The kings of smart city connectivity: Sigfox vs. LoRa
If anything, the idea of a smart city in the conventional sense – where everyday infrastructure is connected up and joined together to bring new intelligence and innovation to city operations – has been made real by low-power wide area (LPWA) technologies.
It is these newer wireless protocols, affording low costs and high coverage, which have helped to animate cities’ assets and services at scale, and make them ‘smart’ – and to articulate the broader ‘internet of things’ (IoT) movement as well.
Recently, the telecoms standards group, the 3GPP, has ratified its own LPWA standards, in the shape of NB-IoT and LTE-M. These use licensed spectrum, and make a virtue of tighter security and performance controls. But they follow in the steps of well-established unlicensed LPWA technologies, which have already lit the IoT touch paper and have unique advantages of their own.
Of these, two stand out as trail-blazing technologies for smart cities, amid a veritable riot of new IoT standards. They are Sigfox and LoRaWAN, and are at once united as commanding unlicensed alternatives to carrier-sponsored NB-IoT and LTE-M, and distinguishable in important ways. Here, Enterprise IoT Insights takes a brief look at their main similarities, and their chief differences.
Sigfox and LoRaWAN have similar profiles. In broad terms, they set out to deliver the same functionality, allowing cities and enterprises to quickly and cheaply deploy IoT networks, which support low-power consumption (with battery life of 10-20 years) and wide-area coverage (of up to 40km).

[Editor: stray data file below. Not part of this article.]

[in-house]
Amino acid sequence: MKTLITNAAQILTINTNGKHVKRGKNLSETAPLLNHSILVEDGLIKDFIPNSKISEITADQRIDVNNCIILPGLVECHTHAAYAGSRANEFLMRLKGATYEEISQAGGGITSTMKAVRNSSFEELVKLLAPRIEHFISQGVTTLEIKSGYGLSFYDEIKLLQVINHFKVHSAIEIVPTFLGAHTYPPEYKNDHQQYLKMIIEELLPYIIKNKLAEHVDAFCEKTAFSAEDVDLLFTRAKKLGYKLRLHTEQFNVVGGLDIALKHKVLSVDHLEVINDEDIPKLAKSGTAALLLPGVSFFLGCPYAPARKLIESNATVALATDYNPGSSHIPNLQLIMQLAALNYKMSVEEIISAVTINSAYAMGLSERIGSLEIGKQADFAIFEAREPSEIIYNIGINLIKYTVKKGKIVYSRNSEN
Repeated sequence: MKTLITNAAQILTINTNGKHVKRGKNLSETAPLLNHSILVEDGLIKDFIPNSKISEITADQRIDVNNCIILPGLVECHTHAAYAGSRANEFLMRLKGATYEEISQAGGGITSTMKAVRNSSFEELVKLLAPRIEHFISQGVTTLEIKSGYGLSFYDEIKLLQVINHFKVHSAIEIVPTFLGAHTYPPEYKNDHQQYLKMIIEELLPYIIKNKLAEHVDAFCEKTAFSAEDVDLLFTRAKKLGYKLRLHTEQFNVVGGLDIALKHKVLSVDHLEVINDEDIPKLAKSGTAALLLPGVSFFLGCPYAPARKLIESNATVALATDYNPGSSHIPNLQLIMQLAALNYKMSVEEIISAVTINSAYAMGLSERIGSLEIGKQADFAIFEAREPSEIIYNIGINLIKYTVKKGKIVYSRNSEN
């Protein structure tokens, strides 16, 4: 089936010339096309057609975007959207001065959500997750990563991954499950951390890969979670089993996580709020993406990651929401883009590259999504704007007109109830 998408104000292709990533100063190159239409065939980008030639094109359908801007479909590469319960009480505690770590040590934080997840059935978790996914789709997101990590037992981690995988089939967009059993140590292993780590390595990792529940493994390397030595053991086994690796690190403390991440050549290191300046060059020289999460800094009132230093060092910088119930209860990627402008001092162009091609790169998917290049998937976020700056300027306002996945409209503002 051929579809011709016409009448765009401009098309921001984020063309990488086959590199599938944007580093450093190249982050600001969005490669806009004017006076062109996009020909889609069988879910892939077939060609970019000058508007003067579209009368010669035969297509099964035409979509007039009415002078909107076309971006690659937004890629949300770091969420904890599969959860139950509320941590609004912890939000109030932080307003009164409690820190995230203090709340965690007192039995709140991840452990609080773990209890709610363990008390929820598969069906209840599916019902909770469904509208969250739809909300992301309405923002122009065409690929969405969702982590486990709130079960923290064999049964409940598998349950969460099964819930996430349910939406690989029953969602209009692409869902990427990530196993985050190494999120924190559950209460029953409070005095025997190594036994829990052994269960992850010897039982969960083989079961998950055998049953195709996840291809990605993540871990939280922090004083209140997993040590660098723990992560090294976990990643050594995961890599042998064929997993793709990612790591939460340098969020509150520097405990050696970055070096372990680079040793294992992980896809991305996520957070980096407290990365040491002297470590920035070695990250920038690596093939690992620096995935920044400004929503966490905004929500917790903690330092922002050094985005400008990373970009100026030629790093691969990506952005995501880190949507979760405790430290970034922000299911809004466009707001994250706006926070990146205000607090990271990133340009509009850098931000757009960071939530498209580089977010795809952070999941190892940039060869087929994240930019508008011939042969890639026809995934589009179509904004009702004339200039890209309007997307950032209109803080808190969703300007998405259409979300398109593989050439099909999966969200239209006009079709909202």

Their cost effectiveness, versus licensed technologies, comes down to the fact they operate in free-to-use sub-GHz ISM spectrum. As per their design, LPWA devices make negligible demands in terms of power consumption and data transmission as well. Low bit-rates, and scant latency requirements, mean network building is cheaper as well, with base stations able to serve many thousands of devices.
The main differences are in their business models. LoRaWAN is not a company, but a standard, developed by chip manufacturer Semtech and maintained by around 500 firms under the non-profit LoRa Alliance. LoRaWAN networks are acquired, constructed and maintained by private companies. LoRa-based devices run chips exclusively from Semtech.
LoRaWAN affiliates promote its cost effectiveness in the first instance. “LoRa/LoRaWAN has a large advantage on existing technologies in terms of cost structure,” explains Domenico, chief executive at Switzerland-based LoRa solutions provider Orbiwise.
“Via the LoRa Alliance, it is supported by an open ecosystem of industry players that provide multiple alternatives for each part of the value chain. The LoRaWAN standard is continuously evolving and introducing new features, which is important for the competitiveness of the technology in the long term.”
By contrast, Sigfox is a service provider, rather than a technology. Based in France, it builds and maintains LPWA networks for public use based on its own proprietary Sigfox technology. Capital expenditure associated with infrastructure building is footed by Sigfox itself, which leases usage of the network to cities and enterprises.
For many smart city projects, Sigfox works a ‘barter and exchange’ deal with city administrations, where access to city assets for network building are offered in return for access to the network itself. The company’s partner ecosystem has just delivered the world’s first ‘ultra low-cost’ IoT modules, for $2 each. It also claims it is the most cost effective LPWA solution.
“We are trying to democratize the IoT stack – to be the lowest cost and simplest to integrate,” says Sean Horan, director of sales and partners at Sigfox North America.